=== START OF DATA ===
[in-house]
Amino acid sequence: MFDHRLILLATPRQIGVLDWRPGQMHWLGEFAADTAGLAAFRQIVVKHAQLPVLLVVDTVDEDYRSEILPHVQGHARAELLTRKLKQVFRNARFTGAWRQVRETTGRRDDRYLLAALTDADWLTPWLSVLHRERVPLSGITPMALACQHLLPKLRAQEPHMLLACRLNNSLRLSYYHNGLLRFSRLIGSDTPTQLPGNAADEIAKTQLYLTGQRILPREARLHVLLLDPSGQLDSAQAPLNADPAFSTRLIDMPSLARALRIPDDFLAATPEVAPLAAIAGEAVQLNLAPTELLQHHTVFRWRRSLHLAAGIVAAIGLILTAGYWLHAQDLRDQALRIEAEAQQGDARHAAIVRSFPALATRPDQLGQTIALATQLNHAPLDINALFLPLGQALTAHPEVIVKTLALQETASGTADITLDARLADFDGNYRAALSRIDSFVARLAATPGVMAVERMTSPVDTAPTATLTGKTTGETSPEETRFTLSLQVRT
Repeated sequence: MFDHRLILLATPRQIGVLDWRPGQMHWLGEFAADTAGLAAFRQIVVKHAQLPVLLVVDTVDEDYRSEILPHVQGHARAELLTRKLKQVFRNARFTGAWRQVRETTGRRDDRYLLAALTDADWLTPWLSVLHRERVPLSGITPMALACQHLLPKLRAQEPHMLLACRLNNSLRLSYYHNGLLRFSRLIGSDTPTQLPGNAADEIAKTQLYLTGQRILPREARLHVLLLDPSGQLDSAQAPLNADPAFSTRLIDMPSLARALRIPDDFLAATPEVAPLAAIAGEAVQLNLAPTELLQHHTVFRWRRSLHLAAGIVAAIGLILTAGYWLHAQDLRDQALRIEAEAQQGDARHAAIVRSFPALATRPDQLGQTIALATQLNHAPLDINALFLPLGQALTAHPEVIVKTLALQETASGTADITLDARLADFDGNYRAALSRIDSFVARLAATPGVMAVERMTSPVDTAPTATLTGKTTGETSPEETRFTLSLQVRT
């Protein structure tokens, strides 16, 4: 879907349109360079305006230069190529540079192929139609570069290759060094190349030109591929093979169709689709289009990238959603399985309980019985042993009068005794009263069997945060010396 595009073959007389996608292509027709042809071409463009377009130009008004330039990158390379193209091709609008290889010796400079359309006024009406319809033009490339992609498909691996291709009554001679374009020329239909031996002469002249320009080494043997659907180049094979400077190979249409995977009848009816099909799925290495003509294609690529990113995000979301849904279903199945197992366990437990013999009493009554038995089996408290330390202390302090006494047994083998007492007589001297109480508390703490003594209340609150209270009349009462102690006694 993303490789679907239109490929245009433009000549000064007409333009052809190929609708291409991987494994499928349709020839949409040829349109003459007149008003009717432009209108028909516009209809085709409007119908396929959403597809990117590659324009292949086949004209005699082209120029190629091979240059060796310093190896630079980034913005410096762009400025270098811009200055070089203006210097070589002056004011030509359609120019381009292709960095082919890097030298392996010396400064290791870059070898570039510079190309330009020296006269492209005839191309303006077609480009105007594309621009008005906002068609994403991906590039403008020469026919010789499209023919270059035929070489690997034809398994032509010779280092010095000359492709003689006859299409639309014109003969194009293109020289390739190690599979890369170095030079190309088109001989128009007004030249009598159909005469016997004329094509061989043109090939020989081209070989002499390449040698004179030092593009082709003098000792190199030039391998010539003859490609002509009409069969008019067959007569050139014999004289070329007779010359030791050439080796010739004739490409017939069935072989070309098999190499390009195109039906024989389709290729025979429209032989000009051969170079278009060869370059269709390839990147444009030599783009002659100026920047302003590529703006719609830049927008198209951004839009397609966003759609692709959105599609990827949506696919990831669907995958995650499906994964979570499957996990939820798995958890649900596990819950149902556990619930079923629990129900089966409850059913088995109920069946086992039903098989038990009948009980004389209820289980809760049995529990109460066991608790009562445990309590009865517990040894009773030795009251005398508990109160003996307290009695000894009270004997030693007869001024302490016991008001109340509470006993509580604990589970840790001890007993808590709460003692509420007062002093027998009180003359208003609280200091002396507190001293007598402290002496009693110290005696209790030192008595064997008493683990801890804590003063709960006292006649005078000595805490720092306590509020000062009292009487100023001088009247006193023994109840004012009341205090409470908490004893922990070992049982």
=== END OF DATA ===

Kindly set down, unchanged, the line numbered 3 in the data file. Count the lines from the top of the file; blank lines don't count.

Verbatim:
Repeated sequence: MFDHRLILLATPRQIGVLDWRPGQMHWLGEFAADTAGLAAFRQIVVKHAQLPVLLVVDTVDEDYRSEILPHVQGHARAELLTRKLKQVFRNARFTGAWRQVRETTGRRDDRYLLAALTDADWLTPWLSVLHRERVPLSGITPMALACQHLLPKLRAQEPHMLLACRLNNSLRLSYYHNGLLRFSRLIGSDTPTQLPGNAADEIAKTQLYLTGQRILPREARLHVLLLDPSGQLDSAQAPLNADPAFSTRLIDMPSLARALRIPDDFLAATPEVAPLAAIAGEAVQLNLAPTELLQHHTVFRWRRSLHLAAGIVAAIGLILTAGYWLHAQDLRDQALRIEAEAQQGDARHAAIVRSFPALATRPDQLGQTIALATQLNHAPLDINALFLPLGQALTAHPEVIVKTLALQETASGTADITLDARLADFDGNYRAALSRIDSFVARLAATPGVMAVERMTSPVDTAPTATLTGKTTGETSPEETRFTLSLQVRT